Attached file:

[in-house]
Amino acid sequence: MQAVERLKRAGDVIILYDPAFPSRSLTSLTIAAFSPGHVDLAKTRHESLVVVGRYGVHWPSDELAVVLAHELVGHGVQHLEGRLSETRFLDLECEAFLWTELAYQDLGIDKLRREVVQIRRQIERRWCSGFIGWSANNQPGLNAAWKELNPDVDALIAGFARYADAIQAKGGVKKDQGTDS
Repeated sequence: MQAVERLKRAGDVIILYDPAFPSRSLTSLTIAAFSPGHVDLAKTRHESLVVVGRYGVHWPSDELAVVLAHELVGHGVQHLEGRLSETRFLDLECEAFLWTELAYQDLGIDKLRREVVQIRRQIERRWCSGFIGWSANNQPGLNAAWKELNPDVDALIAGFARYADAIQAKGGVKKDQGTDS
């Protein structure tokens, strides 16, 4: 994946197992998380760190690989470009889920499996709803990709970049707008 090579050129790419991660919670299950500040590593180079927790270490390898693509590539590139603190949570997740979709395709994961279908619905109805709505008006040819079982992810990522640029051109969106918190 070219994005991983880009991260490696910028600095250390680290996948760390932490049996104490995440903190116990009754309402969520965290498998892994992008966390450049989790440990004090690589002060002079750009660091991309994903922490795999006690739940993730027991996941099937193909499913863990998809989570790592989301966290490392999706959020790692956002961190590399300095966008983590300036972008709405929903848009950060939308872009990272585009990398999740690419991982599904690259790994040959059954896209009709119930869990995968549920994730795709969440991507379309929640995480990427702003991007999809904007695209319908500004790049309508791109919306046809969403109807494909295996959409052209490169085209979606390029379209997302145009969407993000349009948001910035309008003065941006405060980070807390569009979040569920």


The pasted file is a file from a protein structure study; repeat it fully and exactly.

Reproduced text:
[in-house]
Amino acid sequence: MQAVERLKRAGDVIILYDPAFPSRSLTSLTIAAFSPGHVDLAKTRHESLVVVGRYGVHWPSDELAVVLAHELVGHGVQHLEGRLSETRFLDLECEAFLWTELAYQDLGIDKLRREVVQIRRQIERRWCSGFIGWSANNQPGLNAAWKELNPDVDALIAGFARYADAIQAKGGVKKDQGTDS
Repeated sequence: MQAVERLKRAGDVIILYDPAFPSRSLTSLTIAAFSPGHVDLAKTRHESLVVVGRYGVHWPSDELAVVLAHELVGHGVQHLEGRLSETRFLDLECEAFLWTELAYQDLGIDKLRREVVQIRRQIERRWCSGFIGWSANNQPGLNAAWKELNPDVDALIAGFARYADAIQAKGGVKKDQGTDS
């Protein structure tokens, strides 16, 4: 994946197992998380760190690989470009889920499996709803990709970049707008 090579050129790419991660919670299950500040590593180079927790270490390898693509590539590139603190949570997740979709395709994961279908619905109805709505008006040819079982992810990522640029051109969106918190 070219994005991983880009991260490696910028600095250390680290996948760390932490049996104490995440903190116990009754309402969520965290498998892994992008966390450049989790440990004090690589002060002079750009660091991309994903922490795999006690739940993730027991996941099937193909499913863990998809989570790592989301966290490392999706959020790692956002961190590399300095966008983590300036972008709405929903848009950060939308872009990272585009990398999740690419991982599904690259790994040959059954896209009709119930869990995968549920994730795709969440991507379309929640995480990427702003991007999809904007695209319908500004790049309508791109919306046809969403109807494909295996959409052209490169085209979606390029379209997302145009969407993000349009948001910035309008003065941006405060980070807390569009979040569920």